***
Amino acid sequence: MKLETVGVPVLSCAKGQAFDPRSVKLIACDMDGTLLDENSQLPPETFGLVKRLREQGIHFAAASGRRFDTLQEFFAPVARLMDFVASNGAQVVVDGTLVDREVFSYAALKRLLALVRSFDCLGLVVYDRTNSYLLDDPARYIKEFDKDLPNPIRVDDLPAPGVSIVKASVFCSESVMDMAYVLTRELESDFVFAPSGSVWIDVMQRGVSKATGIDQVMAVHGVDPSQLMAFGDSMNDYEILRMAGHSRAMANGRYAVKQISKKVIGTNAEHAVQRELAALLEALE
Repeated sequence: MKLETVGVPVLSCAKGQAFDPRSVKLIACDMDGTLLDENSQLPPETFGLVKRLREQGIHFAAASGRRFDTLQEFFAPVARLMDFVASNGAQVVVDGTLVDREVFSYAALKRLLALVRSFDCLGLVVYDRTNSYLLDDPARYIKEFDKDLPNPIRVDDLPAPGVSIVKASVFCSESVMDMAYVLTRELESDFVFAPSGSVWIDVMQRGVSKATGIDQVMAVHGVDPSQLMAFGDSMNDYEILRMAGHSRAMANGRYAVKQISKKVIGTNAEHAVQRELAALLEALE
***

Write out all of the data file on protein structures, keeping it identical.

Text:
Amino acid sequence: MKLETVGVPVLSCAKGQAFDPRSVKLIACDMDGTLLDENSQLPPETFGLVKRLREQGIHFAAASGRRFDTLQEFFAPVARLMDFVASNGAQVVVDGTLVDREVFSYAALKRLLALVRSFDCLGLVVYDRTNSYLLDDPARYIKEFDKDLPNPIRVDDLPAPGVSIVKASVFCSESVMDMAYVLTRELESDFVFAPSGSVWIDVMQRGVSKATGIDQVMAVHGVDPSQLMAFGDSMNDYEILRMAGHSRAMANGRYAVKQISKKVIGTNAEHAVQRELAALLEALE
Repeated sequence: MKLETVGVPVLSCAKGQAFDPRSVKLIACDMDGTLLDENSQLPPETFGLVKRLREQGIHFAAASGRRFDTLQEFFAPVARLMDFVASNGAQVVVDGTLVDREVFSYAALKRLLALVRSFDCLGLVVYDRTNSYLLDDPARYIKEFDKDLPNPIRVDDLPAPGVSIVKASVFCSESVMDMAYVLTRELESDFVFAPSGSVWIDVMQRGVSKATGIDQVMAVHGVDPSQLMAFGDSMNDYEILRMAGHSRAMANGRYAVKQISKKVIGTNAEHAVQRELAALLEALE